The casino effect: Do casinos spur growth and which communities benefit?

Abstract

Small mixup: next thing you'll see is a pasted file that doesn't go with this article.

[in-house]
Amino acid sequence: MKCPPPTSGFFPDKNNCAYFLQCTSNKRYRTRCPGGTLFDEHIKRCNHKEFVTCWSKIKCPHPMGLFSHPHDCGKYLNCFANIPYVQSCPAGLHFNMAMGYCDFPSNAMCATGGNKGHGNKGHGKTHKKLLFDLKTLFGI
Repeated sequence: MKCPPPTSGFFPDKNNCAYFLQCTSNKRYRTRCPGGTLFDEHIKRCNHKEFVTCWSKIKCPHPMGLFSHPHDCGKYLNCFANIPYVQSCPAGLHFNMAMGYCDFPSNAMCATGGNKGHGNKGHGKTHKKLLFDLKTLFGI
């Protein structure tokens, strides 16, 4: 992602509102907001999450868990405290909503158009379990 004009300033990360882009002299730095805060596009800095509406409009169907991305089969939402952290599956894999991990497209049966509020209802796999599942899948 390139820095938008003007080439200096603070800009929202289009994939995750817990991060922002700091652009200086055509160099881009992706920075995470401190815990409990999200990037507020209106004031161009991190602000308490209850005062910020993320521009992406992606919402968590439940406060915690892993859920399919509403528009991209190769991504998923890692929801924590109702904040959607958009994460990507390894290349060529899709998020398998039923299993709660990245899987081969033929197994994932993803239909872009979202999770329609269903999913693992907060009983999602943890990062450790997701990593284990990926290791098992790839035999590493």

There has been a dramatic increase and spread of "Las Vegas" style casinos in the United States over the last 20 years. Using data on employment from across the US, this research finds that, in general, counties experience an increase in employment after a casino opens when compared with counties without casinos. The effect on industries related to casinos is somewhat mixed, but in general mildly positive, which would suggest that casinos provide a positive employment spillover into the surrounding local community. Intertemporal estimation suggests that the casino effect grows over time and provide evidence that the results are not influenced by endogenous casino location. Estimates on how the overall effects vary across different population densities show that low-density communities see much larger employment growth than more densely populated areas. Finally, additional estimation finds little impact on employment levels in neighboring counties, although there are some small effects in certain sectors.

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